Voters are more likely to "elect" candidates with deeper voices regardless of the speaker’s gender, according to a new study.

Previous studies have found that voters also preferred taller, more physically attractive and impressive candidates, and the latest research once again confirms suggestions that biology as well as partisanship and ideology, can effectively shape voters’ choices, according to Duke University researchers.

"We often make snap judgments about candidates without full knowledge of their policies or positions. These findings might help explain why," said Duke University biologist Rindy Anderson in a news release. She said that the latest findings could also explain why historically fewer women are elected to high-level political positions.

Researchers said that candidates typically know this, and they have been using vocal coaches to enhance their electability, but the current research scientifically confirms folk wisdom that the structure of the human voice matters.

The research team played two different digitally manipulated examples of the phrase “I urge you to vote for me this November,” to participants. A set of participants listened to male voices and another group to female voices.

The participants, consisting of both male and female, consistently preferred the lower-pitched voice, even among two women.

Researchers said that the latest voice experiment stemmed from previous studies on the way visual cues affect people's perceptions of candidates and their competence and that voice pitch can also affect an individual’s perception of a speaker’s competence, honesty and strength.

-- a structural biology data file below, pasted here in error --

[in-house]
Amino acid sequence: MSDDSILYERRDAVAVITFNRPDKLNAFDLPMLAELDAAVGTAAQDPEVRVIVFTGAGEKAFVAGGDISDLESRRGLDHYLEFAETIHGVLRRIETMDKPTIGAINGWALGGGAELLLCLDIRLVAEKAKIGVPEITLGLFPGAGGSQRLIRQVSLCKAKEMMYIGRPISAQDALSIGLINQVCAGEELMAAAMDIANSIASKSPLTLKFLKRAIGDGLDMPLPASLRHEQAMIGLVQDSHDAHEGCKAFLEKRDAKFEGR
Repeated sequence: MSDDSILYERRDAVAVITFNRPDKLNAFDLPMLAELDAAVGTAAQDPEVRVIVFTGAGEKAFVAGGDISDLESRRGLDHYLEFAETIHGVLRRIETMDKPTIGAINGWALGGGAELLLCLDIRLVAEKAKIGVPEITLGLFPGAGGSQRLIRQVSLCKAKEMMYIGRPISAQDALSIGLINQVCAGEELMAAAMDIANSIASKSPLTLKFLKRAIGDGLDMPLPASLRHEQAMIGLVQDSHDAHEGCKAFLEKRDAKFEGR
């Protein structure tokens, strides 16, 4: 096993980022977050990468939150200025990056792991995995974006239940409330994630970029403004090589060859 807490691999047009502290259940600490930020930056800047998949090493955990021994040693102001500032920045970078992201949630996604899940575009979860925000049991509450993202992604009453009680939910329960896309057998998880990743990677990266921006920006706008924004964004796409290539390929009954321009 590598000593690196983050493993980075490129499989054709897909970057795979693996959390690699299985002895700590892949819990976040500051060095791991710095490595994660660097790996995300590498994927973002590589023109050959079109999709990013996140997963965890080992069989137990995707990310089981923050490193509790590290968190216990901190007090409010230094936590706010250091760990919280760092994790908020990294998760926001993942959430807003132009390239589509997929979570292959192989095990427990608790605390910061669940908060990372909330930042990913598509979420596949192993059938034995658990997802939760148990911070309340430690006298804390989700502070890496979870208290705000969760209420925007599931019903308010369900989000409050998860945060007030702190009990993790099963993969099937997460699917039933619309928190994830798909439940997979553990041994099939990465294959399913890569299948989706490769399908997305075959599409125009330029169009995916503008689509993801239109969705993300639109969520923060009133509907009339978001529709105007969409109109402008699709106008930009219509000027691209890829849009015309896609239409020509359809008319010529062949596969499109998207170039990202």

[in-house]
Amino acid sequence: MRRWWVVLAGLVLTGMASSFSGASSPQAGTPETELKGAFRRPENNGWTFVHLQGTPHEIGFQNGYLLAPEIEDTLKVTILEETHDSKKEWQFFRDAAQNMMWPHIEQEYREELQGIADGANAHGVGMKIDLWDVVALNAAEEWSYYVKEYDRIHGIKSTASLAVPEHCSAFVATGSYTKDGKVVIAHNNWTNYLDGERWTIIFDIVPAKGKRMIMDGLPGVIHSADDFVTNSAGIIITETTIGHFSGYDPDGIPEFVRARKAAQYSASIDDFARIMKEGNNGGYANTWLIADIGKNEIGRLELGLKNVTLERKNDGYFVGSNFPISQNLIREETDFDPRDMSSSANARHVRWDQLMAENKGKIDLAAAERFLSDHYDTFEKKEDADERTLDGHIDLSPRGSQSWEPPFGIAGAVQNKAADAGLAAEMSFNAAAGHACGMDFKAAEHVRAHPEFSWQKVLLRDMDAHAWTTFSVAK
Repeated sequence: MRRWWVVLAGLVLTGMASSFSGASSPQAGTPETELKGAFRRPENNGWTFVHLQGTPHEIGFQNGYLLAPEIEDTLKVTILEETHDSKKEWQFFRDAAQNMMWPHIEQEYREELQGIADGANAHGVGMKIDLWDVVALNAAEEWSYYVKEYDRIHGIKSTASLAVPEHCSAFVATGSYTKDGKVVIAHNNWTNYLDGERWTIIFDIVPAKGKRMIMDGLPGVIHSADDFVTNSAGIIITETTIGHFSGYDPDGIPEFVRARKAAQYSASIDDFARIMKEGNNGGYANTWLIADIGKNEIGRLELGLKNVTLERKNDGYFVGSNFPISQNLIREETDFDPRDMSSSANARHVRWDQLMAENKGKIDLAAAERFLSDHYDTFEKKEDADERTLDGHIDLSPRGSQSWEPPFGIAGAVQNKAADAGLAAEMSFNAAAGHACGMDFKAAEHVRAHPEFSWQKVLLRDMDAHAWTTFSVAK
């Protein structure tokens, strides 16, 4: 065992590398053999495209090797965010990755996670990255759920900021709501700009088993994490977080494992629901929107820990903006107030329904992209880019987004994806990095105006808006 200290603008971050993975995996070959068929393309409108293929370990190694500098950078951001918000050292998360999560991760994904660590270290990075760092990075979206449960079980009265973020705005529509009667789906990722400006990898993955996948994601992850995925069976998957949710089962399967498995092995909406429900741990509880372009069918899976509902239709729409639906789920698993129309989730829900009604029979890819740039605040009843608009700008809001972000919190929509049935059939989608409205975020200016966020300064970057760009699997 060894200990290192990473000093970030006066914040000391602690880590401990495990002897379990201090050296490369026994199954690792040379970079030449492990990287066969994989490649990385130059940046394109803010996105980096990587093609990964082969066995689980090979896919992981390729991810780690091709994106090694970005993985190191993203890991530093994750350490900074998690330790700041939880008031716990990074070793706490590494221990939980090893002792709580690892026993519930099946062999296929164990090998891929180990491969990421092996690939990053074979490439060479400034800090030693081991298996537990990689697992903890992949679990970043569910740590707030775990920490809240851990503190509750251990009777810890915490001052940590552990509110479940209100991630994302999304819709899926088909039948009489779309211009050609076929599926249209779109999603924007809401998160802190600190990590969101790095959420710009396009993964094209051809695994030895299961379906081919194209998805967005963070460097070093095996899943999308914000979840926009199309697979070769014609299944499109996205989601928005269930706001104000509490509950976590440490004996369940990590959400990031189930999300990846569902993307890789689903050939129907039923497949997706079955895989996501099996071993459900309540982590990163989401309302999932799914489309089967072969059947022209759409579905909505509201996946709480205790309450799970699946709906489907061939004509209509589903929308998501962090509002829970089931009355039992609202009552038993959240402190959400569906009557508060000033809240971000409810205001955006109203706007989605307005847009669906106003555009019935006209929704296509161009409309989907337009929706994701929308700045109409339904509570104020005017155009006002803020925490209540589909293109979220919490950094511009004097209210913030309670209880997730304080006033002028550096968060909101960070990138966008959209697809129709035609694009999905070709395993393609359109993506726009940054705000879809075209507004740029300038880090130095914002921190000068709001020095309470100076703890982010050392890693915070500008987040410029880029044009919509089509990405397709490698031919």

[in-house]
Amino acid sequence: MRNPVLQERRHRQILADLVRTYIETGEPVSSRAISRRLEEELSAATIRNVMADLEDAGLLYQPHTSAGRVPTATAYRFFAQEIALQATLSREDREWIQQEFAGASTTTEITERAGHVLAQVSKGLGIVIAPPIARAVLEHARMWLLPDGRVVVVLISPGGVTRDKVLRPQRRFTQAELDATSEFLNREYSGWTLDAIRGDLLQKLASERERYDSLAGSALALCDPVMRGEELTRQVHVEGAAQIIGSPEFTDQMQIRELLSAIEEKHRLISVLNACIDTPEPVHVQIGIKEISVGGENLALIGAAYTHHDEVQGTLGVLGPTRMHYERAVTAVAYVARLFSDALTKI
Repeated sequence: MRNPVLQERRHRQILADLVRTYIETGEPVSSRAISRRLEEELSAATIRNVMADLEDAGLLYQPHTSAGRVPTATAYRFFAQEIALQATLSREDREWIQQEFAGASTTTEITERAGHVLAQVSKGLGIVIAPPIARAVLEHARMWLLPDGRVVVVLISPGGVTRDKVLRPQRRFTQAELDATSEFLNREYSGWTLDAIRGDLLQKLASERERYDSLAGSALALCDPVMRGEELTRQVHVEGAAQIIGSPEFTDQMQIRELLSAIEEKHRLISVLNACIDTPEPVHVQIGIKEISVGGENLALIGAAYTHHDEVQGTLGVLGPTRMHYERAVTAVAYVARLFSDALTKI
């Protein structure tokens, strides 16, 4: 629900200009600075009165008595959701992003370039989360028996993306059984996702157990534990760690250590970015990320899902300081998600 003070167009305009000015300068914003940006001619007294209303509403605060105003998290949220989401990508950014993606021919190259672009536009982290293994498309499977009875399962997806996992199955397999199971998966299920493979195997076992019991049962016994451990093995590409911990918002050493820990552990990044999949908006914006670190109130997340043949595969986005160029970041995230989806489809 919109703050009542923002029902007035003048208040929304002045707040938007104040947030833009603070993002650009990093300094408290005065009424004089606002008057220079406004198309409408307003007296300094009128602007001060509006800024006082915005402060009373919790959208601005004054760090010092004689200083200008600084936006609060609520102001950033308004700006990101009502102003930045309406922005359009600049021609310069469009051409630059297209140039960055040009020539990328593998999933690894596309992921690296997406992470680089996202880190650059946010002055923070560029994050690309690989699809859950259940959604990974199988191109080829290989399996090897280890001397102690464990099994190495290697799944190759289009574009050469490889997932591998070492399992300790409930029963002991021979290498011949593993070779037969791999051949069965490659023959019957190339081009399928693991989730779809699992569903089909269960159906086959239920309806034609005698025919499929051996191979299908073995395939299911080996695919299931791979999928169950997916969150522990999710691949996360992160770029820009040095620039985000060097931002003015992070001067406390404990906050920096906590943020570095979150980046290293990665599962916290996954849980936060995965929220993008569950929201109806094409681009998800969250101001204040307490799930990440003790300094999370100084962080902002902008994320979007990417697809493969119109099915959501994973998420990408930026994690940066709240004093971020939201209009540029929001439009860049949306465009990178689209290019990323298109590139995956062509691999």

Researchers also found that both men and women felt like lower-pitched female voices seemed stronger and more trustworthy and competent, but only male participants perceived lower-pitched male voices to be stronger and more competent.

Researchers explain that male participants may have been more tuned into the voice pitch to gauge the speaker’s competitiveness and social aggressiveness, compared to female participants who may not discriminate strength and competence based on male voices because they are focusing on other cues, not pitch, to evaluate those traits.

Researchers noted that the findings are based on hypothetical elections conducted in a controlled laboratory setting, and needs to be confirmed by future research in order to apply it to broader real-world politics.

"We need to be very careful about interpreting these results in a broader context," Anderson said.

However, Anderson and her team plan to test their laboratory findings in the coming 2012 elections, and other future elections.

The findings were published in Proceedings of the Royal Society B on Wednesday.